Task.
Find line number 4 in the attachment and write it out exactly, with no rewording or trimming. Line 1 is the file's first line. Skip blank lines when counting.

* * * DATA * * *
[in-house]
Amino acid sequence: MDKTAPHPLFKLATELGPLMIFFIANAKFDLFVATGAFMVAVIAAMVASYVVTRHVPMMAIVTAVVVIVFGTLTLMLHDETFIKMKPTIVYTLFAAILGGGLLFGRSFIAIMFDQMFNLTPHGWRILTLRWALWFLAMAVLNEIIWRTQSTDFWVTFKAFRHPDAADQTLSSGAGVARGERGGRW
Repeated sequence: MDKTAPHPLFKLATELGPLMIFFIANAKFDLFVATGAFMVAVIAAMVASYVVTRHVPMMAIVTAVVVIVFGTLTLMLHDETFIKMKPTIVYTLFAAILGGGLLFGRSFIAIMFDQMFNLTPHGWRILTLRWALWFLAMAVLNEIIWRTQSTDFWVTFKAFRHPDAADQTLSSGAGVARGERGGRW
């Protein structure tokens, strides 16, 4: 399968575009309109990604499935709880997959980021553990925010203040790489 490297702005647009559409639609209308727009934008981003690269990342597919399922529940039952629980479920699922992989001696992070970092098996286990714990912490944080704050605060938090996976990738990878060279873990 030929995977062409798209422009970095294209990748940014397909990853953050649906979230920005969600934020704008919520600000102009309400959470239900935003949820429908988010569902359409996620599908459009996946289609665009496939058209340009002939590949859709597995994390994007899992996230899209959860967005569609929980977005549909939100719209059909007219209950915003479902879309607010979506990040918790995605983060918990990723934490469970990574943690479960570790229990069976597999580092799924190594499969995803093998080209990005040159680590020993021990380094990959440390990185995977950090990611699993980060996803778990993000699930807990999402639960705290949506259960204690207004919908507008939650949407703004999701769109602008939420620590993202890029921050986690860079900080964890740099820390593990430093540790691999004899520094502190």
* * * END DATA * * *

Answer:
């Protein structure tokens, strides 16, 4: 399968575009309109990604499935709880997959980021553990925010203040790489 490297702005647009559409639609209308727009934008981003690269990342597919399922529940039952629980479920699922992989001696992070970092098996286990714990912490944080704050605060938090996976990738990878060279873990 030929995977062409798209422009970095294209990748940014397909990853953050649906979230920005969600934020704008919520600000102009309400959470239900935003949820429908988010569902359409996620599908459009996946289609665009496939058209340009002939590949859709597995994390994007899992996230899209959860967005569609929980977005549909939100719209059909007219209950915003479902879309607010979506990040918790995605983060918990990723934490469970990574943690479960570790229990069976597999580092799924190594499969995803093998080209990005040159680590020993021990380094990959440390990185995977950090990611699993980060996803778990993000699930807990999402639960705290949506259960204690207004919908507008939650949407703004999701769109602008939420620590993202890029921050986690860079900080964890740099820390593990430093540790691999004899520094502190």